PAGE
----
Frashour was later fired for what police officials determined was an inappropriate use of force, because their investigation determined that Campbell was not posing an immediate threat of death or physical injury. The police union is appealing the decision, currently. While the city of Portland settled a civil suit with Campbell’s family for $1.2 million, no criminal charges have been or will be filed in the case. According to the Grand Jury that heard and dismissed the case, "We feel that his death resulted from flawed police policies, incomplete or inappropriate training, incomplete communication and other issues with the police effort.”
A black teenager, 17-year-old Victor Demarius Steen of Pensacola, Florida, was riding a bicycle “suspiciously” near a construction site at about 1:50 a.m. October 4, 2009. When Steen rode away from the site, Police officer Jerald Ard pursued him, asking him to stop and using his cruiser’s lights, according to a Pensacola Police press release. When Steen didn’t stop, Ard then tried to use a Taser to shock him. After firing the Taser (reports are unclear whether Steen received a shock), Steen pulled into a bank parking lot, where he crashed his bicycle and was run over by Ard’s cruiser, and dragged until the car finally came to a stop at a parking lot median. Steen was pronounced dead at the scene.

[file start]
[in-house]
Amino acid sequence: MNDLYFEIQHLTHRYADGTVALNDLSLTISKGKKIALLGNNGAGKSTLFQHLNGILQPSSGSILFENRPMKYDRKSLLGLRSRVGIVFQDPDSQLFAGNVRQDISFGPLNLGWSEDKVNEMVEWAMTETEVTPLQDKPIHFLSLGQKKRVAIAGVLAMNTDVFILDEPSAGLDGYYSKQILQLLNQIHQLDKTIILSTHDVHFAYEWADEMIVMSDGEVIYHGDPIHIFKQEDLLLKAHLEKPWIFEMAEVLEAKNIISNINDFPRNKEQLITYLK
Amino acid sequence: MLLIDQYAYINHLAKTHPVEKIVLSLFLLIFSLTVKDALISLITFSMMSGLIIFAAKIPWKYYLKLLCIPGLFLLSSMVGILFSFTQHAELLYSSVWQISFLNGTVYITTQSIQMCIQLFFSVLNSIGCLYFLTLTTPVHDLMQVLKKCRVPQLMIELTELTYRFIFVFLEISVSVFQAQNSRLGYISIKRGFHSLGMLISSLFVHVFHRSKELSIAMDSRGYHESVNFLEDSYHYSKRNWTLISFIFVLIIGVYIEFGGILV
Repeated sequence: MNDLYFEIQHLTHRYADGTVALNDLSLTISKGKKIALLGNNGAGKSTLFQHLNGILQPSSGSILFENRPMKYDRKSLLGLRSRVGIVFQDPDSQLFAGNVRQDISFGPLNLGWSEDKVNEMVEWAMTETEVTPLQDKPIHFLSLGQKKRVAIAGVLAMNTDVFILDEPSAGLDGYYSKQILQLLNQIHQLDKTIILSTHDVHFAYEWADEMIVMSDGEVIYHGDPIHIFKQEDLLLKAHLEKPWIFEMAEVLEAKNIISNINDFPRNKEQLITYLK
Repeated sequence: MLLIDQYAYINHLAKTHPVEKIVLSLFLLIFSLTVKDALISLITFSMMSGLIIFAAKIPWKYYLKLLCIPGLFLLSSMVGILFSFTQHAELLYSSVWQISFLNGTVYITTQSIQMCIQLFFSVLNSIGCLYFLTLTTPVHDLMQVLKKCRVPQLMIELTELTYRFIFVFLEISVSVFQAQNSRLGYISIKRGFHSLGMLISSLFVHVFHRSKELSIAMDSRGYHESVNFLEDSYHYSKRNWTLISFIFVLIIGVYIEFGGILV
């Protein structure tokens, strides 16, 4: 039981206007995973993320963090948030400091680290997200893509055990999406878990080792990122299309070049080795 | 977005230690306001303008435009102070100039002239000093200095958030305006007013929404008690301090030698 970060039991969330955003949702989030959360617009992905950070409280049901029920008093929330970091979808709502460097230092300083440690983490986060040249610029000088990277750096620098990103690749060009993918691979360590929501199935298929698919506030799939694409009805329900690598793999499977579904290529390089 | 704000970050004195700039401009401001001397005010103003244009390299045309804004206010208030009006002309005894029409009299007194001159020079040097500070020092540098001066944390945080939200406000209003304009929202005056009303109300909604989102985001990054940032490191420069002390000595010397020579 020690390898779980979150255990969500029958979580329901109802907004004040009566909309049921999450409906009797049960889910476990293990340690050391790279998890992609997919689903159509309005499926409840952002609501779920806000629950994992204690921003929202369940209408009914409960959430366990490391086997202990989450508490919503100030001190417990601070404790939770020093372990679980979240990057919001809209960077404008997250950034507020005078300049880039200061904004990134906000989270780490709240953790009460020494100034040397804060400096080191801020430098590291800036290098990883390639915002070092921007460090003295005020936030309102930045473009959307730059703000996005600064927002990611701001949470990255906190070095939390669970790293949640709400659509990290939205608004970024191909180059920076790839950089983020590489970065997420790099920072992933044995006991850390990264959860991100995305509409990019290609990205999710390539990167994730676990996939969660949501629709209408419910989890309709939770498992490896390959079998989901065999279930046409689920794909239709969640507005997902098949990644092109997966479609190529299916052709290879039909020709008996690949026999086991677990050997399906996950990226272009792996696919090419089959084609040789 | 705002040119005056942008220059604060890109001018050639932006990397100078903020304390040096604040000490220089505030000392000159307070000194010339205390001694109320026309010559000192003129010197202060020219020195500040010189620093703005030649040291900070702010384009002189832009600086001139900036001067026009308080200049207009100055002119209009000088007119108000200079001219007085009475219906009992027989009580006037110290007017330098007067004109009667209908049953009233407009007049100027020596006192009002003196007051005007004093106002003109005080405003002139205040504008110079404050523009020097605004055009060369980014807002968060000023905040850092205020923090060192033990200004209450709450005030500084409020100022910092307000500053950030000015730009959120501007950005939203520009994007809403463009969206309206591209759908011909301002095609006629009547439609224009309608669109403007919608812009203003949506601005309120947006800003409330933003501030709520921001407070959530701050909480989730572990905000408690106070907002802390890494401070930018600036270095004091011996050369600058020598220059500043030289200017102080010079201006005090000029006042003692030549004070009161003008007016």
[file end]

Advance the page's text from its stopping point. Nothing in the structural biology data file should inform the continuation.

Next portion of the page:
After an investigation, Officer Ard was allowed to return to work.
You should remember this case. On November 25, 2006, 23-year-old Sean Bell was about to be married, and he was enjoying his bachelor party at a strip club in Queens. The club was being investigated by seven undercover NYPD detectives, because they suspected there was prostitution going on. One of Bell’s friends got into a monor altercation outside the club. The undercover detectives followed Bell to his car, and when Bell didn’t stop, the police fired 50 bullets into the vehicle within a few seconds, killing Bell and seriously wounding two friends. There are conflicting reports as to the orders to stop; the police, of course, say they did identify themselves, while the surviving friends of Bell say that didn’t happen.
Three of the officers were put on trial for manslaughter later and were acquitted.
These are just stories I could find relatively easily. I probably missed some. There’s also Amadou Diallo, the Haitian immigrant who was shot 41 times by NYPD for wielding a wallet.
I appreciate the work done by those who Occupy everything they can find. I also appreciate the energy expended on such activities as getting rid of misogynist Limbaugh. But I worry about the relative lack of anything other than empathy for the families of the families of these people? Where are the marches and the demands for justice? I see African American activists speaking out on some of these, but they can’t do it all themselves. Is it too much to ask that all Americans, and especially American progressives get at least as incensed about the maltreatment of completely innocent black citizens who are targeted for being black as they get about a Yemeni resident who was targeted based on his plans to kill Americans.
Is that too much to ask? I'm not saying don't be pissed that Awlaki's killed, if you feel that way. But pay attention to the massacre happening to innocents at home, too.